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The price-concentration relationship in banking


  • Allen N. Berger
  • Timothy H. Hannan


The commonly observed positive correlation between market concentration and profitability may be explained by noncompetitive pricing behavior, as argued by the structure-performance hypothesis, or by the greater efficiency of firms with dominant market shares, as argued by the efficient-structure hypothesis. By examining the price-concentration relationship instead of the profit-concentration relationship, this paper tests the structure-performance hypothesis in a manner that excludes the efficient-structure hypothesis as an alternative explanation of the results. The results strongly support the structure-performance hypothesis and are robust with respect to model specification, measurement of concentration, and econometric technique. Copyright 1989 by MIT Press.
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  • Allen N. Berger & Timothy H. Hannan, 1988. "The price-concentration relationship in banking," Finance and Economics Discussion Series 23, Board of Governors of the Federal Reserve System (U.S.).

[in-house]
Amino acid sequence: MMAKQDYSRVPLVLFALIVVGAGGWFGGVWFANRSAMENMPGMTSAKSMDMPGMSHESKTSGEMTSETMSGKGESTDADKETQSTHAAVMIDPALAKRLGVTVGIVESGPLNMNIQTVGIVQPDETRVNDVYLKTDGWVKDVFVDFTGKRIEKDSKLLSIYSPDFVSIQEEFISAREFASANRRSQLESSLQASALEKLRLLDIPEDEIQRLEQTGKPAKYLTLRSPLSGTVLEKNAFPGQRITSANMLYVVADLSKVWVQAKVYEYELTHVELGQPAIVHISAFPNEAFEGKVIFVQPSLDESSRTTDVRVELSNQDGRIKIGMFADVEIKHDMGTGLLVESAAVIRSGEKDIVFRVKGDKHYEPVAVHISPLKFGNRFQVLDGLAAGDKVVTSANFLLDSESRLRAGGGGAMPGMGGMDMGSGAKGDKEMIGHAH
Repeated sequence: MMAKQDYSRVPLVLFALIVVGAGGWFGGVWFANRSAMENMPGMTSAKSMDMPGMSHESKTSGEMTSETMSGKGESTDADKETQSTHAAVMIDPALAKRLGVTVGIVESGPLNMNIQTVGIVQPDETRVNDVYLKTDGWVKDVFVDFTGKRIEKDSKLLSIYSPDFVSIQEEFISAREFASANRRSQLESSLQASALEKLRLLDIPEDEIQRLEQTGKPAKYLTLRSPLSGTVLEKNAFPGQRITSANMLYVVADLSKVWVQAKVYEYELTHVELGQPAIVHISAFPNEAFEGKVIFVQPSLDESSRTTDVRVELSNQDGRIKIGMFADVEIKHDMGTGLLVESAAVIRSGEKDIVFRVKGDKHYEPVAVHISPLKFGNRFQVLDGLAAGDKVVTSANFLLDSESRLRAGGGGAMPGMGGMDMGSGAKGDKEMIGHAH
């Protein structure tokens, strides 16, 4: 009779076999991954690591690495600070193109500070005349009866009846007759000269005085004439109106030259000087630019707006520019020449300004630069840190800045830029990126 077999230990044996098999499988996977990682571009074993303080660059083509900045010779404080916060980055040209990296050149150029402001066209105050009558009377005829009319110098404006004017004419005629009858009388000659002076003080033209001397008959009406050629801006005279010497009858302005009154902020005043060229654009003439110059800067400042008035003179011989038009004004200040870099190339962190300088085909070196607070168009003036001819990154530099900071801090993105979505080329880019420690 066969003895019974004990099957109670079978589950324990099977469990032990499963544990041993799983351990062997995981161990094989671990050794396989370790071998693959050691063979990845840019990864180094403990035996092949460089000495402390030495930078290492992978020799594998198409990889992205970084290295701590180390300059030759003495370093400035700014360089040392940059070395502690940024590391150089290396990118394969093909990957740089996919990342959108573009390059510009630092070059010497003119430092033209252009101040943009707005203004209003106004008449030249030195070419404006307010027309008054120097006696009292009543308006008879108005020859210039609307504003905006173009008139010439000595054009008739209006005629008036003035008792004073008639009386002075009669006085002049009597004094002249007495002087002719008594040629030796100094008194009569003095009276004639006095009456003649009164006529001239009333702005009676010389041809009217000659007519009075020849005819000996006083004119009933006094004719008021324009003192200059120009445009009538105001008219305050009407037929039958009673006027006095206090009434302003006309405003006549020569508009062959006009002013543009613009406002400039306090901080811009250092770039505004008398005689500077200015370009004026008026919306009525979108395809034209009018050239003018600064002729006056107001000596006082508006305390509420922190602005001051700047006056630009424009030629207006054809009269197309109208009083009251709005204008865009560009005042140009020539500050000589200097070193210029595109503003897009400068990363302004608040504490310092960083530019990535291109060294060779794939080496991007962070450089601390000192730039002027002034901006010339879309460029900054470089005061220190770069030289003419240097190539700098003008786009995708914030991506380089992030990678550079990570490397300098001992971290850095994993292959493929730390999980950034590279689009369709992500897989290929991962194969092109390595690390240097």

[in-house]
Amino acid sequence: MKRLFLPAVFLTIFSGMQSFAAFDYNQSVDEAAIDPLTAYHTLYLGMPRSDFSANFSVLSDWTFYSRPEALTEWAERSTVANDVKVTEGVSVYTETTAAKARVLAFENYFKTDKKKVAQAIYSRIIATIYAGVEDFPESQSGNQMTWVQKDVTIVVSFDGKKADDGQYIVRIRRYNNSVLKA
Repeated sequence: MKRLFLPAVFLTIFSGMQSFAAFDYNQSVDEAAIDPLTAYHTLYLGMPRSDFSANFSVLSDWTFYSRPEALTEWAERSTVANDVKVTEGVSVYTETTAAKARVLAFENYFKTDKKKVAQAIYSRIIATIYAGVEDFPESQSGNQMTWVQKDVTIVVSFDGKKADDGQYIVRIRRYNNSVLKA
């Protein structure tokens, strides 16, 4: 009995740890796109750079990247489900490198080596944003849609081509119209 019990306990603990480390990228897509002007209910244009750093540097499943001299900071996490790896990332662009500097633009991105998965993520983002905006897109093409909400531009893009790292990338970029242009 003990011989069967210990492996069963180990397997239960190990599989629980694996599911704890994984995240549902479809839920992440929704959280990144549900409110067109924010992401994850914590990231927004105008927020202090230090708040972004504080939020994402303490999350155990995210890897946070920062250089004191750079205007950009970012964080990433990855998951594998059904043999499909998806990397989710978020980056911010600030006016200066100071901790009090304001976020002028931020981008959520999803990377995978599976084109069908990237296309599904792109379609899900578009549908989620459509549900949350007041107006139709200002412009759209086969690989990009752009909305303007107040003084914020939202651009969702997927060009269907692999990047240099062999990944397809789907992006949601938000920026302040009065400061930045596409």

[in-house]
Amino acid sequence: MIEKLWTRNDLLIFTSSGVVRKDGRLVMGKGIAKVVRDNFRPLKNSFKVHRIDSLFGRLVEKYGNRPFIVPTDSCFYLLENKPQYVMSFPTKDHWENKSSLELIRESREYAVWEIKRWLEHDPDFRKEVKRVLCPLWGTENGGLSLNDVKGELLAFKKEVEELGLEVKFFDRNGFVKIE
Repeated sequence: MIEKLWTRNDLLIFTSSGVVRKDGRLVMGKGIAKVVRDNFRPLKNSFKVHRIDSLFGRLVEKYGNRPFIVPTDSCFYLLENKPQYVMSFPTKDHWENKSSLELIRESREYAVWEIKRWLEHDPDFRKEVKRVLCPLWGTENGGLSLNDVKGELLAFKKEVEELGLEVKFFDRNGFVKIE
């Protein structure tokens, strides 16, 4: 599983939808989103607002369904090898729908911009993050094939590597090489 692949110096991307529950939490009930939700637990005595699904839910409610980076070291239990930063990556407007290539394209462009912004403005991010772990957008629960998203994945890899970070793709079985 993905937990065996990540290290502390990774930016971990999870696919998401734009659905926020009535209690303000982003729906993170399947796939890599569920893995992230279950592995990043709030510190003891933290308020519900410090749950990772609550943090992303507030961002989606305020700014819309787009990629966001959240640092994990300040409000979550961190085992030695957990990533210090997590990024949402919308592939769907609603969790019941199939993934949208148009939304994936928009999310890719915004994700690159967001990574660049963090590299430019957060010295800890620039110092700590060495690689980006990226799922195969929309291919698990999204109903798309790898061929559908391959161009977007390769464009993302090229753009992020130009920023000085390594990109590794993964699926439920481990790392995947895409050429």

• Handle: RePEc:fip:fedgfe:23

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    References listed on IDEAS

    1. Dechert, W. Davis & Nishimura, Kazuo, 1983. "A complete characterization of optimal growth paths in an aggregated model with a non-concave production function," Journal of Economic Theory, Elsevier, vol. 31(2), pages 332-354, December.
    2. Thaler, Richard H & Shefrin, H M, 1981. "An Economic Theory of Self-Control," Journal of Political Economy, University of Chicago Press, vol. 89(2), pages 392-406, April.
    3. Becker, Gary S & Grossman, Michael & Murphy, Kevin M, 1994. "An Empirical Analysis of Cigarette Addiction," American Economic Review, American Economic Association, vol. 84(3), pages 396-418, June.
    4. Stigler, George J & Becker, Gary S, 1977. "De Gustibus Non Est Disputandum," American Economic Review, American Economic Association, vol. 67(2), pages 76-90, March.
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    Prices ; Banking market;


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